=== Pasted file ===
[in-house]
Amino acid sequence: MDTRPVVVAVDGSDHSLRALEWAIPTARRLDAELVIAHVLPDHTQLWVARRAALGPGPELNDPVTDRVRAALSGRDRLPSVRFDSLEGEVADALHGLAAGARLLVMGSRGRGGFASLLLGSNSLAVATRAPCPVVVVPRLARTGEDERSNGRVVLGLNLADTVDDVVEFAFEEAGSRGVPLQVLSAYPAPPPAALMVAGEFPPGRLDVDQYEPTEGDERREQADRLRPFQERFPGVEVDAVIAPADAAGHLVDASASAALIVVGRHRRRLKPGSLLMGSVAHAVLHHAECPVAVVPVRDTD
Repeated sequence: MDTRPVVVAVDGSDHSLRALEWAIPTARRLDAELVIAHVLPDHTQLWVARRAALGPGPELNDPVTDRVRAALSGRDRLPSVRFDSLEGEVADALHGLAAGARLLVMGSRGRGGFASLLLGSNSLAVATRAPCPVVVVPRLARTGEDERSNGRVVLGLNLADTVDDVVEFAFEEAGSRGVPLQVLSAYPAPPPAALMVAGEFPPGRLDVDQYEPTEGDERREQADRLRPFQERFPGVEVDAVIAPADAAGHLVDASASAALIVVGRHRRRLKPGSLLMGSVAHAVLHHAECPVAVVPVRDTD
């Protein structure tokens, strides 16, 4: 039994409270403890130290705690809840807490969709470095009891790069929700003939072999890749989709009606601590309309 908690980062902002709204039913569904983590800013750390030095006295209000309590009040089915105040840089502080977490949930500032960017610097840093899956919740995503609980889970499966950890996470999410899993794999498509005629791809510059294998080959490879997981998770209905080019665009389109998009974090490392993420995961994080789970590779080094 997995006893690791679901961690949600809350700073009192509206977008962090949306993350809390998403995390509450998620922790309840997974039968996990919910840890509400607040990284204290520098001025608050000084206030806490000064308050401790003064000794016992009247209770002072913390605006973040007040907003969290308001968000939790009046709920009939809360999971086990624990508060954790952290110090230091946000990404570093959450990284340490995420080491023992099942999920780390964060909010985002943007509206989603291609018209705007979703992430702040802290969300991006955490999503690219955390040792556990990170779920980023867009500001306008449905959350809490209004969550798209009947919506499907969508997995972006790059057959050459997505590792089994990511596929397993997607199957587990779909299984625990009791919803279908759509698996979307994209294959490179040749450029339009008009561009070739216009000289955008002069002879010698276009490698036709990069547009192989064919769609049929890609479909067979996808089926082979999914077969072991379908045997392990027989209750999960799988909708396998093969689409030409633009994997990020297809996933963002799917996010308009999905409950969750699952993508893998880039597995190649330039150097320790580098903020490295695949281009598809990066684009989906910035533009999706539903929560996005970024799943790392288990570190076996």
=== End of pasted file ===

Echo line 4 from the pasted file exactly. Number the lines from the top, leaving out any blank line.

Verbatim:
């Protein structure tokens, strides 16, 4: 039994409270403890130290705690809840807490969709470095009891790069929700003939072999890749989709009606601590309309 908690980062902002709204039913569904983590800013750390030095006295209000309590009040089915105040840089502080977490949930500032960017610097840093899956919740995503609980889970499966950890996470999410899993794999498509005629791809510059294998080959490879997981998770209905080019665009389109998009974090490392993420995961994080789970590779080094 997995006893690791679901961690949600809350700073009192509206977008962090949306993350809390998403995390509450998620922790309840997974039968996990919910840890509400607040990284204290520098001025608050000084206030806490000064308050401790003064000794016992009247209770002072913390605006973040007040907003969290308001968000939790009046709920009939809360999971086990624990508060954790952290110090230091946000990404570093959450990284340490995420080491023992099942999920780390964060909010985002943007509206989603291609018209705007979703992430702040802290969300991006955490999503690219955390040792556990990170779920980023867009500001306008449905959350809490209004969550798209009947919506499907969508997995972006790059057959050459997505590792089994990511596929397993997607199957587990779909299984625990009791919803279908759509698996979307994209294959490179040749450029339009008009561009070739216009000289955008002069002879010698276009490698036709990069547009192989064919769609049929890609479909067979996808089926082979999914077969072991379908045997392990027989209750999960799988909708396998093969689409030409633009994997990020297809996933963002799917996010308009999905409950969750699952993508893998880039597995190649330039150097320790580098903020490295695949281009598809990066684009989906910035533009999706539903929560996005970024799943790392288990570190076996």